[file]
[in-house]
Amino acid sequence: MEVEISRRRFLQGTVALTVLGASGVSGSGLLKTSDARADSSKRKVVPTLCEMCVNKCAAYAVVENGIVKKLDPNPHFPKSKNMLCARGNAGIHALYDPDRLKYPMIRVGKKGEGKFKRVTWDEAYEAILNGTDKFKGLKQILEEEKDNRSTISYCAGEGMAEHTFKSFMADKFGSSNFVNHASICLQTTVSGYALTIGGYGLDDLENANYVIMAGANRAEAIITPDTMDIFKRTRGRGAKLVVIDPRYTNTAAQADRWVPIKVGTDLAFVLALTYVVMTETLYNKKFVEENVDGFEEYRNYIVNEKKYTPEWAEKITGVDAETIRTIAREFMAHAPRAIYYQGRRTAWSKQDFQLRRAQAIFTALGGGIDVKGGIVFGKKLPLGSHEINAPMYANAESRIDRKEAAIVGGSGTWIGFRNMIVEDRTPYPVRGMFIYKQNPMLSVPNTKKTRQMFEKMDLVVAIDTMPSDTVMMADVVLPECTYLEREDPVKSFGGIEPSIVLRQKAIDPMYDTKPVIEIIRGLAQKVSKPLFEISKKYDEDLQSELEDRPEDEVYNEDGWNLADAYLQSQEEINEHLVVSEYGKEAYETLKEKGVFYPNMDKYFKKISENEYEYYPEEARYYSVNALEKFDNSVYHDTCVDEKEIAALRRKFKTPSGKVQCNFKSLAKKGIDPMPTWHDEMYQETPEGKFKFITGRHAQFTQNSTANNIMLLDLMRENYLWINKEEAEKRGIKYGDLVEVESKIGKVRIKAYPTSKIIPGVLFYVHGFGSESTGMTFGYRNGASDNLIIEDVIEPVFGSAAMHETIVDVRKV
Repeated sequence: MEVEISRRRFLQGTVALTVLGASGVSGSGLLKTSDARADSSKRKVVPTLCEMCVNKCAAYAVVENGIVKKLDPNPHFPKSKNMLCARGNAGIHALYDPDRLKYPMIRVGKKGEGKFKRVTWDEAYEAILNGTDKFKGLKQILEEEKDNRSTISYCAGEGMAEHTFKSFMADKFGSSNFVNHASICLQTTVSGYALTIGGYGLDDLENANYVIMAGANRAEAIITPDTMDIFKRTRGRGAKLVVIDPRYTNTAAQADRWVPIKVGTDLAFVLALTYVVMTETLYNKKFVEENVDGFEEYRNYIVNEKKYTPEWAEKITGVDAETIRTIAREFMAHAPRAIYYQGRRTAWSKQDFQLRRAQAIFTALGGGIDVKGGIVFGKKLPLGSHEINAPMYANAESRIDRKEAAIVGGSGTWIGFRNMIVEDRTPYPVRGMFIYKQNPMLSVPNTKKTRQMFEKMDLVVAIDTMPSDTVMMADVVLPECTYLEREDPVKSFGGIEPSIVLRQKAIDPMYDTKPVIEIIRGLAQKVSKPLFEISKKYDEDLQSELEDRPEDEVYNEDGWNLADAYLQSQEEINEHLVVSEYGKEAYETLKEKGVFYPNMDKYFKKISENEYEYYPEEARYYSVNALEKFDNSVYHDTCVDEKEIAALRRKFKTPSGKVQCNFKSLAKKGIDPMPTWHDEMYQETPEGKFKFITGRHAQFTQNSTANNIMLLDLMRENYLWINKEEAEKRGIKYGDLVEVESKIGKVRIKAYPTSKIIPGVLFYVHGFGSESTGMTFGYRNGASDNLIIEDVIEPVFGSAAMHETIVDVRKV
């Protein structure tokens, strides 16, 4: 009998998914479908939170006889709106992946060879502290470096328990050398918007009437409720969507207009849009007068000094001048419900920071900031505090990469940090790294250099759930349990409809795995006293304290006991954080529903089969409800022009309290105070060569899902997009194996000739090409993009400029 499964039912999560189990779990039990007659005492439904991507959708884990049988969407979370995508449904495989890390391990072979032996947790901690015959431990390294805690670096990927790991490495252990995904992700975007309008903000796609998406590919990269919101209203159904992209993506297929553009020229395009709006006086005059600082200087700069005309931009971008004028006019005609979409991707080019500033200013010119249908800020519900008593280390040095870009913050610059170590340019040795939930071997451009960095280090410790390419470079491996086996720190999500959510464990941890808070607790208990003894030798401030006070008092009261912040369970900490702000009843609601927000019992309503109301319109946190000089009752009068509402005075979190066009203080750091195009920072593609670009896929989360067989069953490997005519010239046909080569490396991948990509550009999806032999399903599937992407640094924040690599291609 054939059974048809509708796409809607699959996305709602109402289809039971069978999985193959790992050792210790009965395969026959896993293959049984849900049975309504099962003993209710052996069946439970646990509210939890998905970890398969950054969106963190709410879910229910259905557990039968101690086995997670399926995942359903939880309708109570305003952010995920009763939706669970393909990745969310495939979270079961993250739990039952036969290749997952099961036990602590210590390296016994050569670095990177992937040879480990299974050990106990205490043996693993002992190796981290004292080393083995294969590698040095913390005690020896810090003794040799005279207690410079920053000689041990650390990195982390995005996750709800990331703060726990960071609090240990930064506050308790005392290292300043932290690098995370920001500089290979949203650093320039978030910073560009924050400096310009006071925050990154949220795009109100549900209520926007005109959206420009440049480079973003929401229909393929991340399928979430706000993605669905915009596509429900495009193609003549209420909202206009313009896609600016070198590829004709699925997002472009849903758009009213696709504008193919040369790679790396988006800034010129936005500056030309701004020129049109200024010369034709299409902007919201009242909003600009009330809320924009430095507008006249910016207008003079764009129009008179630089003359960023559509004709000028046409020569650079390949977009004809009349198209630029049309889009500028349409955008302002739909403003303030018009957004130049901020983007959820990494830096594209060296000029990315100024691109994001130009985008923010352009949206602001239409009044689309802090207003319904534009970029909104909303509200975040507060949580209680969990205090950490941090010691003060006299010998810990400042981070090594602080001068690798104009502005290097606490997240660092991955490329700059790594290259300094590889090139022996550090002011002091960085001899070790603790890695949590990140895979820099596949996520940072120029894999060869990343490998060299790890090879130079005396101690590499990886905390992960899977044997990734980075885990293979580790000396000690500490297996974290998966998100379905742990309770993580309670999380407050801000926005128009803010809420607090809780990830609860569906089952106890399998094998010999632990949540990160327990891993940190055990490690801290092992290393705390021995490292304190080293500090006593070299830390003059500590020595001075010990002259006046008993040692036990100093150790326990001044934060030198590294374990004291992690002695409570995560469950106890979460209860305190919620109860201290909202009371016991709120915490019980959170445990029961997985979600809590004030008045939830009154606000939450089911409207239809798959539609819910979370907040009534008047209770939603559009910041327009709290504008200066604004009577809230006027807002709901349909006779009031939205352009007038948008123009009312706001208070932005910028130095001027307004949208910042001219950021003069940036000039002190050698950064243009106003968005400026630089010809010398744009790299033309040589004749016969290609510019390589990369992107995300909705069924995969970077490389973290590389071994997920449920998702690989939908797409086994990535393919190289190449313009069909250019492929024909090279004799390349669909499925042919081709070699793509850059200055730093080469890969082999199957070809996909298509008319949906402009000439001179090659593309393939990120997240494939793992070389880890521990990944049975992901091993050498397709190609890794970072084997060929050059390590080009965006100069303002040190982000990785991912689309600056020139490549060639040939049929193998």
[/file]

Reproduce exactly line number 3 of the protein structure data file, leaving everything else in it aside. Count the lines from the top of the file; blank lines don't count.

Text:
Repeated sequence: MEVEISRRRFLQGTVALTVLGASGVSGSGLLKTSDARADSSKRKVVPTLCEMCVNKCAAYAVVENGIVKKLDPNPHFPKSKNMLCARGNAGIHALYDPDRLKYPMIRVGKKGEGKFKRVTWDEAYEAILNGTDKFKGLKQILEEEKDNRSTISYCAGEGMAEHTFKSFMADKFGSSNFVNHASICLQTTVSGYALTIGGYGLDDLENANYVIMAGANRAEAIITPDTMDIFKRTRGRGAKLVVIDPRYTNTAAQADRWVPIKVGTDLAFVLALTYVVMTETLYNKKFVEENVDGFEEYRNYIVNEKKYTPEWAEKITGVDAETIRTIAREFMAHAPRAIYYQGRRTAWSKQDFQLRRAQAIFTALGGGIDVKGGIVFGKKLPLGSHEINAPMYANAESRIDRKEAAIVGGSGTWIGFRNMIVEDRTPYPVRGMFIYKQNPMLSVPNTKKTRQMFEKMDLVVAIDTMPSDTVMMADVVLPECTYLEREDPVKSFGGIEPSIVLRQKAIDPMYDTKPVIEIIRGLAQKVSKPLFEISKKYDEDLQSELEDRPEDEVYNEDGWNLADAYLQSQEEINEHLVVSEYGKEAYETLKEKGVFYPNMDKYFKKISENEYEYYPEEARYYSVNALEKFDNSVYHDTCVDEKEIAALRRKFKTPSGKVQCNFKSLAKKGIDPMPTWHDEMYQETPEGKFKFITGRHAQFTQNSTANNIMLLDLMRENYLWINKEEAEKRGIKYGDLVEVESKIGKVRIKAYPTSKIIPGVLFYVHGFGSESTGMTFGYRNGASDNLIIEDVIEPVFGSAAMHETIVDVRKV